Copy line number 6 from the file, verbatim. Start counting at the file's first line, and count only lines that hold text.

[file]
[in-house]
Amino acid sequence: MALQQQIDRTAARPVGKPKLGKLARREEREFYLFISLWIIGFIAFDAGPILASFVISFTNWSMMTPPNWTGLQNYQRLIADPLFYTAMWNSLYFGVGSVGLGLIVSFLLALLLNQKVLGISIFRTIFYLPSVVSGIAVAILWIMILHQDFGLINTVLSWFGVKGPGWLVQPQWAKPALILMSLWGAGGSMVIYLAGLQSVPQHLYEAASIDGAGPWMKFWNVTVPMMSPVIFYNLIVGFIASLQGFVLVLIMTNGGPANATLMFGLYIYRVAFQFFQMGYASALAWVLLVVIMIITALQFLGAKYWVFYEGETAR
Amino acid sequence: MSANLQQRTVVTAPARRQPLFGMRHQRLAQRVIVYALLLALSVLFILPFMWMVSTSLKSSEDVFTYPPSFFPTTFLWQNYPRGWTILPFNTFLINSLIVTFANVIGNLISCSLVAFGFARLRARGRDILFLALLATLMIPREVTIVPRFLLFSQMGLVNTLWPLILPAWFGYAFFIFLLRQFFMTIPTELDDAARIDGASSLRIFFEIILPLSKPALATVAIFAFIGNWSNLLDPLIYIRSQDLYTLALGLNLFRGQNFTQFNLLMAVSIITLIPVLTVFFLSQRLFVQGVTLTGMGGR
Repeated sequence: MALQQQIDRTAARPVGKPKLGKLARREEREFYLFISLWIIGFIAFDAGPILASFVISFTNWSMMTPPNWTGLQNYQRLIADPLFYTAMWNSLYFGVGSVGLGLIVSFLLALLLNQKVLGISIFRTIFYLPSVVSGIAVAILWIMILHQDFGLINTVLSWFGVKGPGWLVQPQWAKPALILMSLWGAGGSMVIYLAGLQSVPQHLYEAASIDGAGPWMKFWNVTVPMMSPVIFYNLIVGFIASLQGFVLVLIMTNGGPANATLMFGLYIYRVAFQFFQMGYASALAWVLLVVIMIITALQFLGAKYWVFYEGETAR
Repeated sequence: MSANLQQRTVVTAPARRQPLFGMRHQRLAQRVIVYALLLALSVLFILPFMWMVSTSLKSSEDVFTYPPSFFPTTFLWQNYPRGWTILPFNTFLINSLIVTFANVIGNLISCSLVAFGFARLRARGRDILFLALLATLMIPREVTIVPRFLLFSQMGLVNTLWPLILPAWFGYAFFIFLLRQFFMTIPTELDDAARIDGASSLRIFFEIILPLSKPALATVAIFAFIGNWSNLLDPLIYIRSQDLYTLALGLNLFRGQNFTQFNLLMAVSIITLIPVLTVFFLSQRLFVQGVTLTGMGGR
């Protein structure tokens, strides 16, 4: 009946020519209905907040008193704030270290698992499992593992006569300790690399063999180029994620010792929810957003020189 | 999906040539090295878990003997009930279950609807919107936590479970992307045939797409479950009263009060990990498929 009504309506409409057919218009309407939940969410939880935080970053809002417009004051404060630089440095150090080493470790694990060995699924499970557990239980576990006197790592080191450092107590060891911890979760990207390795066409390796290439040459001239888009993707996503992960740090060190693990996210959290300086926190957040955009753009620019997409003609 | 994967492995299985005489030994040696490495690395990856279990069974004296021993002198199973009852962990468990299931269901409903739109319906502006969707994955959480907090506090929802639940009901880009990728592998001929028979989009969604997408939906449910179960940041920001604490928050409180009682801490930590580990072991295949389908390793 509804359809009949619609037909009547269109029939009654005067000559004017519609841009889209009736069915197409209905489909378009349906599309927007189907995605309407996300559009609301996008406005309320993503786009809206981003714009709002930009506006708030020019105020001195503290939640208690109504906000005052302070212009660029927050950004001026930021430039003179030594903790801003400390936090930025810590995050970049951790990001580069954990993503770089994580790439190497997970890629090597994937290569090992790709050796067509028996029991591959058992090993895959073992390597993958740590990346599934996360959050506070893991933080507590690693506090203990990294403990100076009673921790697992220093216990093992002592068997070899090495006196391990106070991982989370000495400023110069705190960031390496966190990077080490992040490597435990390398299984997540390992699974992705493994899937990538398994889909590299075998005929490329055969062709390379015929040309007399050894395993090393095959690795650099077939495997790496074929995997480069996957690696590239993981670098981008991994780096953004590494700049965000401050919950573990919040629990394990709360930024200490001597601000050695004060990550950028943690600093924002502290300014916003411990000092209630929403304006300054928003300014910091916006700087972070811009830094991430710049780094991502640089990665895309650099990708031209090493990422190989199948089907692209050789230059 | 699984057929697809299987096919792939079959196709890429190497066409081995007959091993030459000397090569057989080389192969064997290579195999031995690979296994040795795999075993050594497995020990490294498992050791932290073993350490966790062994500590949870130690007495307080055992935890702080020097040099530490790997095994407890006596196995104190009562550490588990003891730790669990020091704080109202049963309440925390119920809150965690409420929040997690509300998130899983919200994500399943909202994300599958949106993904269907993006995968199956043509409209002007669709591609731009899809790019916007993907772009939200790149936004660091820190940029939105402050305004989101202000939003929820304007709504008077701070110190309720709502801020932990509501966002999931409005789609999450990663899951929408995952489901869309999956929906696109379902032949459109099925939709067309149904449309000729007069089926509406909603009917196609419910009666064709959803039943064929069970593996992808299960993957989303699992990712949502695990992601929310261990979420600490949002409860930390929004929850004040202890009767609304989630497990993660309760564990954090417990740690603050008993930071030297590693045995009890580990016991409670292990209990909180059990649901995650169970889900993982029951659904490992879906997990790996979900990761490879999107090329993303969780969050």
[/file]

């Protein structure tokens, strides 16, 4: 009946020519209905907040008193704030270290698992499992593992006569300790690399063999180029994620010792929810957003020189 | 999906040539090295878990003997009930279950609807919107936590479970992307045939797409479950009263009060990990498929 009504309506409409057919218009309407939940969410939880935080970053809002417009004051404060630089440095150090080493470790694990060995699924499970557990239980576990006197790592080191450092107590060891911890979760990207390795066409390796290439040459001239888009993707996503992960740090060190693990996210959290300086926190957040955009753009620019997409003609 | 994967492995299985005489030994040696490495690395990856279990069974004296021993002198199973009852962990468990299931269901409903739109319906502006969707994955959480907090506090929802639940009901880009990728592998001929028979989009969604997408939906449910179960940041920001604490928050409180009682801490930590580990072991295949389908390793 509804359809009949619609037909009547269109029939009654005067000559004017519609841009889209009736069915197409209905489909378009349906599309927007189907995605309407996300559009609301996008406005309320993503786009809206981003714009709002930009506006708030020019105020001195503290939640208690109504906000005052302070212009660029927050950004001026930021430039003179030594903790801003400390936090930025810590995050970049951790990001580069954990993503770089994580790439190497997970890629090597994937290569090992790709050796067509028996029991591959058992090993895959073992390597993958740590990346599934996360959050506070893991933080507590690693506090203990990294403990100076009673921790697992220093216990093992002592068997070899090495006196391990106070991982989370000495400023110069705190960031390496966190990077080490992040490597435990390398299984997540390992699974992705493994899937990538398994889909590299075998005929490329055969062709390379015929040309007399050894395993090393095959690795650099077939495997790496074929995997480069996957690696590239993981670098981008991994780096953004590494700049965000401050919950573990919040629990394990709360930024200490001597601000050695004060990550950028943690600093924002502290300014916003411990000092209630929403304006300054928003300014910091916006700087972070811009830094991430710049780094991502640089990665895309650099990708031209090493990422190989199948089907692209050789230059 | 699984057929697809299987096919792939079959196709890429190497066409081995007959091993030459000397090569057989080389192969064997290579195999031995690979296994040795795999075993050594497995020990490294498992050791932290073993350490966790062994500590949870130690007495307080055992935890702080020097040099530490790997095994407890006596196995104190009562550490588990003891730790669990020091704080109202049963309440925390119920809150965690409420929040997690509300998130899983919200994500399943909202994300599958949106993904269907993006995968199956043509409209002007669709591609731009899809790019916007993907772009939200790149936004660091820190940029939105402050305004989101202000939003929820304007709504008077701070110190309720709502801020932990509501966002999931409005789609999450990663899951929408995952489901869309999956929906696109379902032949459109099925939709067309149904449309000729007069089926509406909603009917196609419910009666064709959803039943064929069970593996992808299960993957989303699992990712949502695990992601929310261990979420600490949002409860930390929004929850004040202890009767609304989630497990993660309760564990954090417990740690603050008993930071030297590693045995009890580990016991409670292990209990909180059990649901995650169970889900993982029951659904490992879906997990790996979900990761490879999107090329993303969780969050």